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The Wurmberg is far more than just a mountain. At just over 971 metres, it is the highest peak in Lower Saxony. But it is also a real grab bag of experiences and sensory impressions. This diverse world of mountain experiences therefore sometimes confronts visitors with the question of where to start. If you are visiting the Wurmberg in the Harz for the first time, it is best to head for the car park by the cable car in Braunlage. As already mentioned, the Wurmberg cable car starts here, but charming hiking trails also begin here. And this is where the famous monster scooter ride ends. But more about that later.

Hiking on the Wurmberg in the Harz Mountains

If you like hiking and want to take it easy at first, you might take a path along the "Warm Bode". By the way, the name has nothing to do with the temperature of the river. It probably derives from "Wormberg", an older name for the Wurmberg. All hiking trails are signposted and the rippling watercourse with the Bode Falls provides additional orientation. Names like "Bärenbrücke" (Bear Bridge), "Moosbrücke" (Moss Bridge) and "Panoramaweg" (Panorama Trail) give an idea of how scenic the hiking tours on the Wurmberg are.

Of course, you can also take the cable car (for which a fee is charged) to the summit and hike comfortably downhill. You will discover rushing mountain streams and real primeval forests. You can take a break in rustic refreshment stops and enjoy fantastic views.

Short info Wurmberg:

  • Name: Wurmberg (formerly also Wormberg, Wormsberg or Wormberch).
  • Place: Braunlage in the district of Goslar
  • Height: 971.2 metres
  • Comparison: Highest mountain in Lower Saxony, second highest mountain in the Harz Mountains
  • Geology: Mainly Brocken granite
  • History of name: The Wurmberg has been mentioned in sources since the 13th century
  • Famous buildings: The ski jump built in 1922 (no longer exists), cable car operation since 1963
  • History: The inner-German border ran along the Wurmberg until reunification in 1989.

The Wurmberg cable car

You can hike to the summit, but it's also much faster: the Wurmberg cable car takes you up in twelve minutes. Incidentally, cable car travel has a long tradition here, as the first cable car was opened back in 1963. A more modern version has been in operation since 2001, built at a cost of 5.2 million euros. It is the longest free-floating cable car in northern Germany, with which you can cover the 2800-metre distance to the summit. Tip for pet owners: dogs are also allowed on the cable car.

View of the Wurmberg

Whether you conquer the Wurmberg on foot or by cable car, an impressive panorama awaits you at the summit. Especially if you go a little higher, of course. To the Wurmberg Tower! The 32-metre-high observation tower bridges the remaining metres that the mountain peak lacks to exactly 1,000 metres above sea level. Through the large glass panes you can really see in all directions. The nature reserve lies at your feet. Depending on the weather, you can also see the Kyffhäuser Mountains and the Kassel Mountains. The big Inselberg in the Thuringian Forest. And of course the famous Brocken, the Wurmberg's neighbour, only about four kilometres away. Daredevils dare to climb the glass floor. And if you don't want to go down the stairs, just take the fast slide.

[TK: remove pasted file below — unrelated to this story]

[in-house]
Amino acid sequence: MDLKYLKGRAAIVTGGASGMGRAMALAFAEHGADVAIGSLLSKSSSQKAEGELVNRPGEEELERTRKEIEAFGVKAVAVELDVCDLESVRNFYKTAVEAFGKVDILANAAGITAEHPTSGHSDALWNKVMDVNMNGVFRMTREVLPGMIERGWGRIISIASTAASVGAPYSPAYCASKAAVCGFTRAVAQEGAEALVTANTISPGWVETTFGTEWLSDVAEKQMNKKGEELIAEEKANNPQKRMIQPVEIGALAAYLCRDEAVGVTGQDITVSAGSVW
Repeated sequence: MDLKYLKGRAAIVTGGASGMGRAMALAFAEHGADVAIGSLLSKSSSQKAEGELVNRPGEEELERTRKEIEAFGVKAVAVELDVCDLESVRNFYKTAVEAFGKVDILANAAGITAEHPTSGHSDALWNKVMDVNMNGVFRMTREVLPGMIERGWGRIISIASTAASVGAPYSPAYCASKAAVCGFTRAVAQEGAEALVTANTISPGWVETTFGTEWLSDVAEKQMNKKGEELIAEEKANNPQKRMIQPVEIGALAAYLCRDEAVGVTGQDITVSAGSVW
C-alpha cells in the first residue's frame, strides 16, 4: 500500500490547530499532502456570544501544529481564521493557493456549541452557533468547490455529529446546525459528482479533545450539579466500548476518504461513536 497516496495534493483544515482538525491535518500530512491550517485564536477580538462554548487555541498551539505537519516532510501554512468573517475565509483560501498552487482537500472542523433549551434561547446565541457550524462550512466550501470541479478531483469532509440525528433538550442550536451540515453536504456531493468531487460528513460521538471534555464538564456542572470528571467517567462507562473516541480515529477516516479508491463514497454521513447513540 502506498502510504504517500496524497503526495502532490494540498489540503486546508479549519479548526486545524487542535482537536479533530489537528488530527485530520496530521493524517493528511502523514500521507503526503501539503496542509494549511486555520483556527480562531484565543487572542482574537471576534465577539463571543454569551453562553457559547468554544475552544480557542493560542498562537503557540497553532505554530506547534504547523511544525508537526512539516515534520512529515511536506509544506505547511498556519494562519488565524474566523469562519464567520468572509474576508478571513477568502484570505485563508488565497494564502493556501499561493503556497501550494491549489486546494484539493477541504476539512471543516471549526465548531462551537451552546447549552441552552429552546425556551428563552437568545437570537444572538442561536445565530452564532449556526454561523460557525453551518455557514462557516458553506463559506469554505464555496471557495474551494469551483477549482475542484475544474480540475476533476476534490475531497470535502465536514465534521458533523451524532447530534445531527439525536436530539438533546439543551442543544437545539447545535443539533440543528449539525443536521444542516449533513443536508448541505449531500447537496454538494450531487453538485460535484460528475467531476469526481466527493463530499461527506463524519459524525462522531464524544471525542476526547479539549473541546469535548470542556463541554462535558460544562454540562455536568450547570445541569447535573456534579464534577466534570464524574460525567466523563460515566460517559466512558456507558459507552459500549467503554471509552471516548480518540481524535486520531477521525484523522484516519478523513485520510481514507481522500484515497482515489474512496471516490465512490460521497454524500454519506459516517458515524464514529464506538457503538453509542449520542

Winter sports on the Wurmberg

The Wurmberg offers winter sports activities for all ages. Children will love the 1,600-metre-long toboggan run, which starts at the middle station of the cable car. If you don't have a toboggan with you, you can hire one at the starting point. The older ones whiz down the mountain on a snowboard or classic skis, with the right slope for every level of difficulty. During the snow season, a chairlift, ski lifts and a children's and toboggan run also await passengers. A ski hire shop and a ski and snowboard school complete the wide range of facilities. It is not for nothing that the Wurmberg is considered the largest and most modern ski area in northern Germany.

Tip: Families like to visit the piste at Hexenritt. Here there is a small practice slope where even the youngest can make their first attempts at skiing.

Even more action on the Wurmberg

You may have wondered why so many people take their off-road bikes with them on the cable car. The Braunlage Bike Park is also located on the Wurmberg. There are two routes with a total of 18 kilometres of trails with various jumps and obstacles to overcome. If that's a bit too fast for you, you might prefer the "monster scooter". You can think of it as a powerful version of the pedal scooter, with grippy studded tyres and effective brake discs. Children from the age of ten will have just as much fun on the five-kilometre descent as older children.

Countless discoveries

The appealing thing about the Wurmberg is that it offers such a variety of experiences that it never gets boring. Those who simply want to enjoy the landscape will be delighted by the view. For example, the famous Brocken mountain and the Harz National Park. Those interested in history might hike along the border trail where the country was once divided. Children of all ages can pull out a wooden marble from a vending machine and let it whizz down the 75-metre-long track, which is, of course, the highest marble run in northern Germany. And the very young ones are delighted with the adventurous playground at the Wurmberg Alm.

38700 Braunlage

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